Gossamer Tapestry

Reflections on conservation, butterflies, and ecology in the nation's heartland

Wednesday, June 06, 2007

Cheese and Dragonflies

Hey, it’s an interesting combination- don’t knock it untill you’ve tried it. I’ve been pretty busy at work lately and haven’t had much time to blog. So I missed posting on a couple of things from Memorial Day weekend.

A couple of months ago, I made my first cheddar cheese. These should age from 2 to 6 months before being eaten. I was thinking about trying to be patient and age it for longer, but then I realized that if it hadn’t worked out well, I’d have invested mych more time before being able to make alterations. I’m glad I tried it. The flavor was good, though not as sharp as I’d like. That part was expected. Sharpness develops with age, and I knew I was sacrificing that for quicker feedback.

The texture left a lot to be desired. The cheddar was way to dry and crumbly. Now, I know that a cheddar, particularly a well-aged one, is supposed to be crumbly, but this was too much too soon. The troubleshooting section in my cheesemaking book said that this could be the result of handling the curds too vigorously. Since it was raining the Saturday of Memorial Day weekend, I made a second cheddar, taking this into consideration. For now, the two-month aging timetable (or perhaps even a little less) seems about right until this is worked out.

Monroe County, Wisconsin

The next day, I took off for west-central Wisconsin for a little collecting. I had a specific quarry in mind: the Northern Barrens Tiger Beetle (Cicendela patruela), a subspecies endemic to that part of the state. Alas, I was not to find it. But I had a great time collecting and got to see a dragonfly species new to me: the Chalk-fronted Corporal (Libellula julia). It even posed for me.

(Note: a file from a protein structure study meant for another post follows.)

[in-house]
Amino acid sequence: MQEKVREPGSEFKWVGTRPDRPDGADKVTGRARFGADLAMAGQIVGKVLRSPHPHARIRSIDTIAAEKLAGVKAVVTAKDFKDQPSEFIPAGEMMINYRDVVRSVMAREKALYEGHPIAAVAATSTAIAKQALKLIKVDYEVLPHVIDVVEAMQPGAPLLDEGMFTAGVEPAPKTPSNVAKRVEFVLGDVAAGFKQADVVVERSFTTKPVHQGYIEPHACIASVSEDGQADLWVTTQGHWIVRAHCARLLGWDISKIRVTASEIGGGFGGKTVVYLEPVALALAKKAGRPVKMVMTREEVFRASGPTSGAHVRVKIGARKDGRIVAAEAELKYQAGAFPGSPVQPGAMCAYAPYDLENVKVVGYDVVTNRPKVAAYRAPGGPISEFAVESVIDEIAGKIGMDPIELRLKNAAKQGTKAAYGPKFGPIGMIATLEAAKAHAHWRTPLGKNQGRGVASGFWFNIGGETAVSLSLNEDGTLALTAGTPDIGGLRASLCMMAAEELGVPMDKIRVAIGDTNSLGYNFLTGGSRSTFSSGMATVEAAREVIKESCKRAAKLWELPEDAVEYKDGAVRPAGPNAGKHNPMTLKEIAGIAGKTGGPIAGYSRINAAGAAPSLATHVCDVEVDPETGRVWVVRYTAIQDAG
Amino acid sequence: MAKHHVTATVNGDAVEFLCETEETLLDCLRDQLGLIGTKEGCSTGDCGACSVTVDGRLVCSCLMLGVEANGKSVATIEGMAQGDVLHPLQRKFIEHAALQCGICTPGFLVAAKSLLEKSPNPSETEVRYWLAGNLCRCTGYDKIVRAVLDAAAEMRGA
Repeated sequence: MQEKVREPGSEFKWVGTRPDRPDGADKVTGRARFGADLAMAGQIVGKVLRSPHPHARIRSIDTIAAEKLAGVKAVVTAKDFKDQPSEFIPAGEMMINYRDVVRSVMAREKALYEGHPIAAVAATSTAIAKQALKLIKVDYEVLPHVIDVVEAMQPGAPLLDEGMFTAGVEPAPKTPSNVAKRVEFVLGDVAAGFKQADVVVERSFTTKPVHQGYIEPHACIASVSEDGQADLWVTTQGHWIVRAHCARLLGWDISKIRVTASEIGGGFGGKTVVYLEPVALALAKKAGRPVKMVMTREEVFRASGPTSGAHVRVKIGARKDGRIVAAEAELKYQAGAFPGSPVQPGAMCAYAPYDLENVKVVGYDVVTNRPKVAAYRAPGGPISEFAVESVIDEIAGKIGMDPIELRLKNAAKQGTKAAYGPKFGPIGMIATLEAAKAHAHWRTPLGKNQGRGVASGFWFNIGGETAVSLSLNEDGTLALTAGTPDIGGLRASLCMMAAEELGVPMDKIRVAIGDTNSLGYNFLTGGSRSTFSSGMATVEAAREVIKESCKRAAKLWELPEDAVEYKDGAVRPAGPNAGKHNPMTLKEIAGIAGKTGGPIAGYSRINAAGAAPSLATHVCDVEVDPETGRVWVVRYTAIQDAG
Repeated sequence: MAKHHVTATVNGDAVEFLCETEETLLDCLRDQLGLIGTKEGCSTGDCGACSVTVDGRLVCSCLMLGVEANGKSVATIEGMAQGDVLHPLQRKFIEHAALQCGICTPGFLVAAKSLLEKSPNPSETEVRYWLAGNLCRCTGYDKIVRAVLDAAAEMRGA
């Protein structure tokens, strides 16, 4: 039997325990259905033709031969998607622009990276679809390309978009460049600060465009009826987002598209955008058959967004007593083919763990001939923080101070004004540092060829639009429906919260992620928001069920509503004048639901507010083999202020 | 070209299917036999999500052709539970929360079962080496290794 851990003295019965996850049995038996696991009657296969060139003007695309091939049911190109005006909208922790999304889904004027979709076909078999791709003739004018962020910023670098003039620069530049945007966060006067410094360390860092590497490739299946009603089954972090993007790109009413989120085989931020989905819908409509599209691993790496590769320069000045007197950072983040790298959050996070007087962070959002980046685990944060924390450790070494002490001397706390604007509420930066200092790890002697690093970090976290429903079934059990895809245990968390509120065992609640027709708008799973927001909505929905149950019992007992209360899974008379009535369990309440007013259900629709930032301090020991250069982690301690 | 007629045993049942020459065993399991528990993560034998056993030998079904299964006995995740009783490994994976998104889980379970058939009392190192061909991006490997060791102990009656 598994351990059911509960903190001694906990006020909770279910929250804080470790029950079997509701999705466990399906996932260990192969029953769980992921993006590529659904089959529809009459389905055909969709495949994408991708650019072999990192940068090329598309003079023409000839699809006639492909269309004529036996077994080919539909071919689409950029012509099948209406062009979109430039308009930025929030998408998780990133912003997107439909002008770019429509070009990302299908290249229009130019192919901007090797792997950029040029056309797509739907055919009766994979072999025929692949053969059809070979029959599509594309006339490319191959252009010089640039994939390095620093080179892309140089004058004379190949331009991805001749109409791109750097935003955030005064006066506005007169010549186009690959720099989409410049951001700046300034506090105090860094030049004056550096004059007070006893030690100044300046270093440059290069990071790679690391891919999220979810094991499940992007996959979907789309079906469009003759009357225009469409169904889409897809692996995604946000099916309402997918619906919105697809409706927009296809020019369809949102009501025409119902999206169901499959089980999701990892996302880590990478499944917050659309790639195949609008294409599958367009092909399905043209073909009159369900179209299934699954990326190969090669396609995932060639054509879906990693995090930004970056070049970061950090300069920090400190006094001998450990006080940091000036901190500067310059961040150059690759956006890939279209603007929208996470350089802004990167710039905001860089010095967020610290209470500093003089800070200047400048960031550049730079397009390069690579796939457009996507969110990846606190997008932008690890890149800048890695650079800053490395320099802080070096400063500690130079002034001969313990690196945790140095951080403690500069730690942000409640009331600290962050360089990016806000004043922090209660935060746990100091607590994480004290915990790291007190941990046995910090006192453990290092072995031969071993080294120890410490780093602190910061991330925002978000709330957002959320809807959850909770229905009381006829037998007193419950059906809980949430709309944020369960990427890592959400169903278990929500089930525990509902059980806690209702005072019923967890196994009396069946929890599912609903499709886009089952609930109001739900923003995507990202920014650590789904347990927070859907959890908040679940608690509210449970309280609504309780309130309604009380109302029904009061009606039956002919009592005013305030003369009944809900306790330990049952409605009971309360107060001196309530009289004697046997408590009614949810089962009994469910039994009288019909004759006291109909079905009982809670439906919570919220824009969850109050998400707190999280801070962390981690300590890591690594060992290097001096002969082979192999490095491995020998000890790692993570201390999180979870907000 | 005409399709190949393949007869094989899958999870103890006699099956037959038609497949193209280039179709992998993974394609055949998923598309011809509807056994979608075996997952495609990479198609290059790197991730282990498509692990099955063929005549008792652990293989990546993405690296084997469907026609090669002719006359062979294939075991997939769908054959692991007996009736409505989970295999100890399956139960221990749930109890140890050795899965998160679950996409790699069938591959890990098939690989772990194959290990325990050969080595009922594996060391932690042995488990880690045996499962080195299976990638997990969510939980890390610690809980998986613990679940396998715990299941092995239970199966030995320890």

Chalk-fronted Corporal

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At 10:36, Blogger robin andrea said...

I think it is very impressive that you make your own cheese. I don't know why I've never considered doing that. I'll have to check your old posts to see how you do it, and which recipes you use. It's a great idea.

How cool that you saw a new-to-you species of dragonfly. The dragonflies have been out here, too. They don't pose for me. I did see a nice red one flying by the other day. I wish I could download what my eyes see!

At 16:10, Anonymous Mark H said...

I think you told us your keeping your cheddar just "in the garage" for the aging.... HOW serious does that instruction that "keeping it around 50 degrees for those six months" ??? the ONLY place I can think we could put this would be in the garage fridge which is about 38-40....would that be tolerable for aging? WE had a crumbly mozarella so think your over-working tip will be remembered here. THANKS for the CHEEZY update.

At 19:51, Anonymous Lemuel said...

The cheese look wonderful - despite the crumbly texture. Actually one major manufacturer is marketing crumbly cheese. You're already ahead of the curve!

At 23:59, Blogger Ur-spo said...

that the cheese came out halfway decent is a great thing for a first timer, no? There will be other cheeses!
Can I request a Gouda or Edam?

At 05:52, Anonymous rcwbiologist said...

This cheese making thing sounds fun. We are avid cooks, but like Robin, have never thought of making our own cheese. I think I may have to look into this further. Thanks for sharing this.

At 07:20, Blogger BentonQuest said...

So, do you aspire to Velveeta? (I could be sent to hell for that one!)

At 08:15, Blogger Doug Taron said...

Robin and RCW- I've been experimenting with cheesemaking for almost a year now. About as long as I've been blogging. It's fun. To get the real skinny on how it's done, where to buy supplies, and recipes, check out New England Cheesemaking Supply. http://www.cheesemaking.com/

Mark- My cheese "cave" is in an unheated part of my basement. That worked well over the winter, but it's getting too warm down there now. I'm going to fire up an old bar fridge to use for aging. I can set it in the 50-55 range and it should work out fine.

Lemuel- Interesting. I still want to learn how to make non-crumbly cheese.

Spo- I made a Gouda just a few weeks ago. It's aging in the cellar now. If it turns out OK, I'll try to remember to bring some of it with me when I head to AZ next month.

Benton- Velveeta is its own Hell.

At 17:45, Blogger rodger said...

Mmmm...that looks tasty! The cheese, not the dragonfly.

I'm going to find the fuse for an electric cooler we have and see if it will keep the correct temperature for aging. If so...we're going to attempt a cheddar. I've been procrastinating finding a 50 pound weight but have decided to make the cheese then I'll be forced to find the weight.


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